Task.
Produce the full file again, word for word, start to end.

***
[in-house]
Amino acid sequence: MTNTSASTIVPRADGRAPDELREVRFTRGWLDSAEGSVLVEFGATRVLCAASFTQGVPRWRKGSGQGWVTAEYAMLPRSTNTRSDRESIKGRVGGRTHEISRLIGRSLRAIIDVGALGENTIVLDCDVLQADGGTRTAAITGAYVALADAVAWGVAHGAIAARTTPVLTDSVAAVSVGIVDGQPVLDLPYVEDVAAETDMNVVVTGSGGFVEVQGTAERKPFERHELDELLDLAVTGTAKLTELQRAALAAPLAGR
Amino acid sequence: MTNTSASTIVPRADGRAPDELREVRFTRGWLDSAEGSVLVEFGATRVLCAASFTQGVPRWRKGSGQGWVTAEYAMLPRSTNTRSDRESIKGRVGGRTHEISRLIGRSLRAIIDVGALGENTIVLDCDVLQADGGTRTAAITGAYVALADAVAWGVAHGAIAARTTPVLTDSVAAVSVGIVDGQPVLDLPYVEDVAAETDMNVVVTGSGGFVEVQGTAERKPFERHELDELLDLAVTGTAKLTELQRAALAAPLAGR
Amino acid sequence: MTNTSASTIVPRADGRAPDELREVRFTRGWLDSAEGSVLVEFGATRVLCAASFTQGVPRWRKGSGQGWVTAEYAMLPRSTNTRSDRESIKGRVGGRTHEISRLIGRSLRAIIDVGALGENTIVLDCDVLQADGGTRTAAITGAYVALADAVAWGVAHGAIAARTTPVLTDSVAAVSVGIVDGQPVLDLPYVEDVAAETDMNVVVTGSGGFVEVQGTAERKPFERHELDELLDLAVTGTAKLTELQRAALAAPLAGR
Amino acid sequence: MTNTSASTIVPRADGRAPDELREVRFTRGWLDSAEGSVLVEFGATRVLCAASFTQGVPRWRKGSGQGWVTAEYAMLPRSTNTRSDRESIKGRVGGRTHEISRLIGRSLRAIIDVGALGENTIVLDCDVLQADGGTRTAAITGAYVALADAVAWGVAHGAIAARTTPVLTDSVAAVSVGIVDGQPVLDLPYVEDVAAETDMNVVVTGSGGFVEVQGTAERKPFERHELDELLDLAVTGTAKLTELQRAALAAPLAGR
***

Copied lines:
[in-house]
Amino acid sequence: MTNTSASTIVPRADGRAPDELREVRFTRGWLDSAEGSVLVEFGATRVLCAASFTQGVPRWRKGSGQGWVTAEYAMLPRSTNTRSDRESIKGRVGGRTHEISRLIGRSLRAIIDVGALGENTIVLDCDVLQADGGTRTAAITGAYVALADAVAWGVAHGAIAARTTPVLTDSVAAVSVGIVDGQPVLDLPYVEDVAAETDMNVVVTGSGGFVEVQGTAERKPFERHELDELLDLAVTGTAKLTELQRAALAAPLAGR
Amino acid sequence: MTNTSASTIVPRADGRAPDELREVRFTRGWLDSAEGSVLVEFGATRVLCAASFTQGVPRWRKGSGQGWVTAEYAMLPRSTNTRSDRESIKGRVGGRTHEISRLIGRSLRAIIDVGALGENTIVLDCDVLQADGGTRTAAITGAYVALADAVAWGVAHGAIAARTTPVLTDSVAAVSVGIVDGQPVLDLPYVEDVAAETDMNVVVTGSGGFVEVQGTAERKPFERHELDELLDLAVTGTAKLTELQRAALAAPLAGR
Amino acid sequence: MTNTSASTIVPRADGRAPDELREVRFTRGWLDSAEGSVLVEFGATRVLCAASFTQGVPRWRKGSGQGWVTAEYAMLPRSTNTRSDRESIKGRVGGRTHEISRLIGRSLRAIIDVGALGENTIVLDCDVLQADGGTRTAAITGAYVALADAVAWGVAHGAIAARTTPVLTDSVAAVSVGIVDGQPVLDLPYVEDVAAETDMNVVVTGSGGFVEVQGTAERKPFERHELDELLDLAVTGTAKLTELQRAALAAPLAGR
Amino acid sequence: MTNTSASTIVPRADGRAPDELREVRFTRGWLDSAEGSVLVEFGATRVLCAASFTQGVPRWRKGSGQGWVTAEYAMLPRSTNTRSDRESIKGRVGGRTHEISRLIGRSLRAIIDVGALGENTIVLDCDVLQADGGTRTAAITGAYVALADAVAWGVAHGAIAARTTPVLTDSVAAVSVGIVDGQPVLDLPYVEDVAAETDMNVVVTGSGGFVEVQGTAERKPFERHELDELLDLAVTGTAKLTELQRAALAAPLAGR